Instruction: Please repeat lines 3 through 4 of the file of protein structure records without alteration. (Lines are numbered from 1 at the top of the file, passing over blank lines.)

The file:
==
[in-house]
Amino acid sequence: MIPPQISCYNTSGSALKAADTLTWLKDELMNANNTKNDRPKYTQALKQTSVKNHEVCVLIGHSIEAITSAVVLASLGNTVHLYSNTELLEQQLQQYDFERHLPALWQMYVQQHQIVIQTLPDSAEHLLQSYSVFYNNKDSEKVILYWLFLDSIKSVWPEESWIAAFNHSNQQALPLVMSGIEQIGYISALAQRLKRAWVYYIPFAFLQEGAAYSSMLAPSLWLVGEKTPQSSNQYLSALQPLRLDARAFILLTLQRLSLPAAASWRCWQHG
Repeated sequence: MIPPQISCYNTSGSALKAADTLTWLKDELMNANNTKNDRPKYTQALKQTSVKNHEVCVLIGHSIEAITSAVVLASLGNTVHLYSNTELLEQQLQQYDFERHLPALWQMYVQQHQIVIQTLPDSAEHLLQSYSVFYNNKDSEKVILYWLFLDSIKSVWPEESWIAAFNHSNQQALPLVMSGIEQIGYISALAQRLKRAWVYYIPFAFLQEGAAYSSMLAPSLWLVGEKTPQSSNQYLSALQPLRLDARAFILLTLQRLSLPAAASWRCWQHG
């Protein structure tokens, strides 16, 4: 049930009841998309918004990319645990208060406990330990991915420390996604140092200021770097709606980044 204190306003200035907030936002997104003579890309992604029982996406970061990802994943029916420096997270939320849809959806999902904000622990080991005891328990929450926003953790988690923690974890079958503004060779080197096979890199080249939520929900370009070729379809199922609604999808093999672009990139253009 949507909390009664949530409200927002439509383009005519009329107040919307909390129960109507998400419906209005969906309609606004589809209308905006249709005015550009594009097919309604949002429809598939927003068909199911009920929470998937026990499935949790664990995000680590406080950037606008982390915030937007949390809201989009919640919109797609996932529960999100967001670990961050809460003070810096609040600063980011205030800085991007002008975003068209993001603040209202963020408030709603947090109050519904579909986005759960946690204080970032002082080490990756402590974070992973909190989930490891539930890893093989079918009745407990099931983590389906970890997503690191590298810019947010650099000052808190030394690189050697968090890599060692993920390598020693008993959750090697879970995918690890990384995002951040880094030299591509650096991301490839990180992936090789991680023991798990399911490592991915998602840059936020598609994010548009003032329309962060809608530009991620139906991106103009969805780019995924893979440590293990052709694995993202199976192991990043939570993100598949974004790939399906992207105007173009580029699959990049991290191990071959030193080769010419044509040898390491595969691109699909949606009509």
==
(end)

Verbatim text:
Repeated sequence: MIPPQISCYNTSGSALKAADTLTWLKDELMNANNTKNDRPKYTQALKQTSVKNHEVCVLIGHSIEAITSAVVLASLGNTVHLYSNTELLEQQLQQYDFERHLPALWQMYVQQHQIVIQTLPDSAEHLLQSYSVFYNNKDSEKVILYWLFLDSIKSVWPEESWIAAFNHSNQQALPLVMSGIEQIGYISALAQRLKRAWVYYIPFAFLQEGAAYSSMLAPSLWLVGEKTPQSSNQYLSALQPLRLDARAFILLTLQRLSLPAAASWRCWQHG
């Protein structure tokens, strides 16, 4: 049930009841998309918004990319645990208060406990330990991915420390996604140092200021770097709606980044 204190306003200035907030936002997104003579890309992604029982996406970061990802994943029916420096997270939320849809959806999902904000622990080991005891328990929450926003953790988690923690974890079958503004060779080197096979890199080249939520929900370009070729379809199922609604999808093999672009990139253009 949507909390009664949530409200927002439509383009005519009329107040919307909390129960109507998400419906209005969906309609606004589809209308905006249709005015550009594009097919309604949002429809598939927003068909199911009920929470998937026990499935949790664990995000680590406080950037606008982390915030937007949390809201989009919640919109797609996932529960999100967001670990961050809460003070810096609040600063980011205030800085991007002008975003068209993001603040209202963020408030709603947090109050519904579909986005759960946690204080970032002082080490990756402590974070992973909190989930490891539930890893093989079918009745407990099931983590389906970890997503690191590298810019947010650099000052808190030394690189050697968090890599060692993920390598020693008993959750090697879970995918690890990384995002951040880094030299591509650096991301490839990180992936090789991680023991798990399911490592991915998602840059936020598609994010548009003032329309962060809608530009991620139906991106103009969805780019995924893979440590293990052709694995993202199976192991990043939570993100598949974004790939399906992207105007173009580029699959990049991290191990071959030193080769010419044509040898390491595969691109699909949606009509």